As was mentioned above, several game variations are possible Ball control switch 320, operated by switch handle 22, may be provided to allow different levels of game difficulty. One switch position provides the game as described above, while a second switch position signals serve ball display unit 296 to reduce the speed of the ball in order to make it easier for the game operators to establish a volley. A third switch position signals serve sequence generator 294 to select only one of the serve trajectories upon which the game operator may serve. Mode switch 322, operated along with power switch 318 by switch handle 24, allows the microprocessor to replace one of the game operators. The microprocessor automatically returns the ball and establishes a contest, but is programmed to miss in a random fashion so that the manual game operator can win by playing a perfect game.
FIG. 10 illustrates a practical embodiment of the game illustrated in FIG. 9. Microprocessor 324 is a uPD552C microprocessor commercially available from Nippon Electric Company, Ltd., 33-1, Shiba 5-chrome, Minato-ku, Tokyo, Japan. This microprocessor, which includes an internal ROM and an internal RAM, is the high negative output version of the same manufacturer's popular uCOM-44 microprocessor, with outputs capable of being pulled to the negative levels required for direct interfacing with display 130, as indicated in the drawing. Converter 324 receives power from battery 326 along conductors 328 and 330 and provides minus 10 volts to the microprocessor along conductor 332 and minus 30 volts for display 130 along conductor 334. Converter 324 also supplies filament current to display 130 via conductors 336 and 338. The filament current is an 8 volt peak-to-peak 50 KHZ AC waveform, approximately square wave, with an average value of minus 25 volts. A suitable circuit for converter 324 is illustrated in FIG. 11. Switches 320A and 320B, corresponding to ball control switch 320 in FIG. 9, and physically coupled for control by switch handle 22 in the manner previously discussed. Similarly, power switch 318 and mode switch 322 are coupled for control by switch handle 24. The serve and return switches are identified by the reference numbers of the associated operator buttons which close them. It will be apparent from FIG. 10 that the physical circuitry for game 12 employs a minimum number of components, thereby keeping manufacturing costs as low as possible.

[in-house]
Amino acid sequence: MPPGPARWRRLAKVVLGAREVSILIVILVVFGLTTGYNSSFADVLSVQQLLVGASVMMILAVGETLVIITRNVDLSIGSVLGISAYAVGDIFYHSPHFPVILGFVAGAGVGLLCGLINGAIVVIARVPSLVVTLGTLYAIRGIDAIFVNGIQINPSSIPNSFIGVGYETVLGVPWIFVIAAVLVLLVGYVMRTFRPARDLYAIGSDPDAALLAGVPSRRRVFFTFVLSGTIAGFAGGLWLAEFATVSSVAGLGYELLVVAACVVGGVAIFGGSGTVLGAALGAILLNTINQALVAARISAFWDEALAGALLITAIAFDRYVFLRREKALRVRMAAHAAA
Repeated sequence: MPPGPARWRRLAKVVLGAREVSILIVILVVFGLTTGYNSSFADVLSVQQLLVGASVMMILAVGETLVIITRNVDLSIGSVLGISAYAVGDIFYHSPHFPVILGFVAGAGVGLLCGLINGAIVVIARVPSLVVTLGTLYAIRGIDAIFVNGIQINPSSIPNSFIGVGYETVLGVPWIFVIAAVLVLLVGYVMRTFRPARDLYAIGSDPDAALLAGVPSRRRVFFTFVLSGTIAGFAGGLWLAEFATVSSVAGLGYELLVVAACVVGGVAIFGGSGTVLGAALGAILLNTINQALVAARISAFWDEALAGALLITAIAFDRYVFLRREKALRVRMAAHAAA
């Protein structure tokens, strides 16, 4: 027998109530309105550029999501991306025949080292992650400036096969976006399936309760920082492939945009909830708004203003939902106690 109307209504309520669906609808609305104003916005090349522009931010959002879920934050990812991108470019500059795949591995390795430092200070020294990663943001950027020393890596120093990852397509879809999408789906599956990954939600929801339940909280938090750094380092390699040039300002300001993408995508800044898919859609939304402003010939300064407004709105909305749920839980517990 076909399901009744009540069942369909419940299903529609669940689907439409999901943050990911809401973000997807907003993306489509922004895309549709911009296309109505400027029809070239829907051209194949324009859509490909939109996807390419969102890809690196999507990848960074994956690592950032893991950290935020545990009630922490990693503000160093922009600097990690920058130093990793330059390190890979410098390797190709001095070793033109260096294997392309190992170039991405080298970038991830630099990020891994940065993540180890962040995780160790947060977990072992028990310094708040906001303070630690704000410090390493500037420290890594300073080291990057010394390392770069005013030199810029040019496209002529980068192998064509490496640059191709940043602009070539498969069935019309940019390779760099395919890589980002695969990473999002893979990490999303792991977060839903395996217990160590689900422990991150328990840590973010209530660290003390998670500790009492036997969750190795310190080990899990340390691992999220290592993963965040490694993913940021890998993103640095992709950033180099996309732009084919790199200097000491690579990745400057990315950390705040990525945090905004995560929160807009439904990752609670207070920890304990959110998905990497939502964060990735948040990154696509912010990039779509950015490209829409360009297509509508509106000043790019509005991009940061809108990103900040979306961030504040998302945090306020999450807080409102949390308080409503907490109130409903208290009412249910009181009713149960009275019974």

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|U.S. Classification||463/3, 463/37|
|Cooperative Classification||A63F7/0652, A63F13/812, A63F13/92, A63F13/573, A63F7/0664, A63F2300/8011, A63F9/24, A63F2009/2451, A63F13/005, A63F2300/203, A63F2300/646, A63F9/0291|
|European Classification||A63F7/06A17, A63F9/24, A63F13/00B|
|Apr 3, 1987||REMI||Maintenance fee reminder mailed|
|Aug 31, 1987||FPAY||Fee payment|
Year of fee payment: 4
|Aug 31, 1987||SULP||Surcharge for late payment|
|Feb 8, 1991||FPAY||Fee payment|
Year of fee payment: 8
|Apr 4, 1995||REMI||Maintenance fee reminder mailed|
|Aug 27, 1995||LAPS||Lapse for failure to pay maintenance fees|